Monday, 4 November 2013

Quiet times and bad photographs

It's the usual refrain - I've been too busy to get out much, and when I have I've managed to make a bit of a Horlicks of most of the (few) photo opportunities that have come my way. Still, I do have a couple of reports, the first from Thursday 24th October. I went to Rainham for a long-overdue meet-up with my friend and former colleague Simon, who lives quite near there. He is an ace birder and also a scope-carrier, so I got a closer look than usual at some of what we saw, which was nice. It was a sunny day at first, and then a cloudy one.



I arrived early, before the drawbridge went down in fact. Howard let us in, first pointing out the three Common Seals hauled up on the far side of the Thames. Then I spent 20 minutes or so in the Purfleet hide, photographing flyover birds - Blue Tit, Greenfinch and Grey Heron here, but there were also drifts of Skylarks, Meadow Pipits and of course tons of Starlings.


Action at ground level was more limited. The wildfowl was all on the far side of the scrape. I couldn't extract any Snipes from the shoreline vegetation. I was diverted by the antics of a small posse of Carrion Crows.

When Si arrived we decided to walk anticlockwise, and headed woodward, noting a Jay going over but no winter thrushes, to my disappointment.


A Cetti's Warbler sang from within a tangle of bramble. As we waited to try to catch a glimpse, a Blackcap dived into the brambles from the other side, and this evidently upset the Cetti's, as it came out into full view (though sadly terrible light) and danced about a bit before flying off.

We stopped at the edge of the wood for Si to scope the Barn Owl box, but no-one was home. From here you can see (clearly but distantly) the nest box and below it the roosting box, the latter the one likely to be in use at this time of year.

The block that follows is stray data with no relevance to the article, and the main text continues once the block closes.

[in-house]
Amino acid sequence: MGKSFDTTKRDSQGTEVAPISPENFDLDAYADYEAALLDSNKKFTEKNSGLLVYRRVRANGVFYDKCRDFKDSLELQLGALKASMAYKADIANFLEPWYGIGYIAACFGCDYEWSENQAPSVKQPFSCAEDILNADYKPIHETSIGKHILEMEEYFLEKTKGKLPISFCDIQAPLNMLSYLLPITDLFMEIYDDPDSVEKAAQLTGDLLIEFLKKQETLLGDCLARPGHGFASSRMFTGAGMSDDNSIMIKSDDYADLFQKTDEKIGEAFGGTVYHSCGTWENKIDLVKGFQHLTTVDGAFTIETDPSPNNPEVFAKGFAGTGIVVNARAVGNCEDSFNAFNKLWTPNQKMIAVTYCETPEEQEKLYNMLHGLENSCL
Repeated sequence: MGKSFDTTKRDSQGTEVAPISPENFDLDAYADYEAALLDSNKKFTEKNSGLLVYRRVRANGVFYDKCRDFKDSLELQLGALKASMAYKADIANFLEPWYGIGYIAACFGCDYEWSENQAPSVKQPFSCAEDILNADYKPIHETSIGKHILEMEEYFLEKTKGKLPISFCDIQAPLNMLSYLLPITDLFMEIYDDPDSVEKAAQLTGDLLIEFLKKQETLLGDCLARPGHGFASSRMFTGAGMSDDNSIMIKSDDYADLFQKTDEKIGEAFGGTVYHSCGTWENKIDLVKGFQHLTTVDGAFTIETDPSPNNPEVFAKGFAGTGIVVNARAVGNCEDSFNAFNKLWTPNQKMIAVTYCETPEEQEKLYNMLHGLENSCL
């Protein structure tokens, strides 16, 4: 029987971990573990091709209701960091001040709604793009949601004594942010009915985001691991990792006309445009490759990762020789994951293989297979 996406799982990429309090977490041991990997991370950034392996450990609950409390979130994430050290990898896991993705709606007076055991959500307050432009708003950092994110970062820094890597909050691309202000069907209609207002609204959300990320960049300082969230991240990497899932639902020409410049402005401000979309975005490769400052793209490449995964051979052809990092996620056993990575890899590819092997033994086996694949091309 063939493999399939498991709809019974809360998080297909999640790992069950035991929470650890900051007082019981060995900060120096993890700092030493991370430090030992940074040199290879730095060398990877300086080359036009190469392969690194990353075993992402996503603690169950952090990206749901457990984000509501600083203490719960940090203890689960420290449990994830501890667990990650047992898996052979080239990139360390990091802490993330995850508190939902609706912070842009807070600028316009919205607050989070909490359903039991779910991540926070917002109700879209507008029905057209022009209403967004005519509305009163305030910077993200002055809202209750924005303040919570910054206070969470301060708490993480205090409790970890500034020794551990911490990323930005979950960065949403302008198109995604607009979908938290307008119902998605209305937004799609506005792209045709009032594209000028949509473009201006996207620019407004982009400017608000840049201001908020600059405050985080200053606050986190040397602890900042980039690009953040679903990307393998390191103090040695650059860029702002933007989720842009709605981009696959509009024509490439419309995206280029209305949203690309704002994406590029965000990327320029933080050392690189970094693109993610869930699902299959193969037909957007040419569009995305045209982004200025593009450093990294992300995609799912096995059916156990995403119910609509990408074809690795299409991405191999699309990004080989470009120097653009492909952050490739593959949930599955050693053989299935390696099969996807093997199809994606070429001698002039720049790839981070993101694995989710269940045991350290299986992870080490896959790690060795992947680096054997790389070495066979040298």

There wasn't much doing from the Ken Barratt hide. Carrying on, we looked out across Aveley Flash, which was busy with wildfowl including plenty of Pintails. Then something put up the Lapwings, and also a fair-sized Snipe flock.

The 'something' was this burly Sparrowhawk. We also clocked a Marsh Harrier from here, and a Peregrine on a distant pylon which then took off and flew towards us (but changed course before it got into decent-photograph range).

A couple of Gadwalls making their graceful descent. The rest of the walk around was rather uneventful - we went along the sea wall and tried to nail down the few pipits we saw there, hoping to find a Water, but the couple that showed well were all Rocks. After tea and cake and the visitor centre, we drove towards Rainham and visited a stretch of foreshore noted for the concrete barges that are lined up by the shore. Here we looked for waders and found a few Redshanks. The barges themselves were rather interesting but unfortunately my long lens was wholly unsuited to taking photos of them, so instead here's an image I found online.

Then last week I was cat-sitting in Brighton, and I didn't even take birding lens or binoculars as I knew I wouldn't have time for anything much. I did have the company of my sister and her family for some of the time, which was very nice. I borrowed Rob's 50mm lens for family portraits, which I won't bore you with, but here's a photo of one of the cats.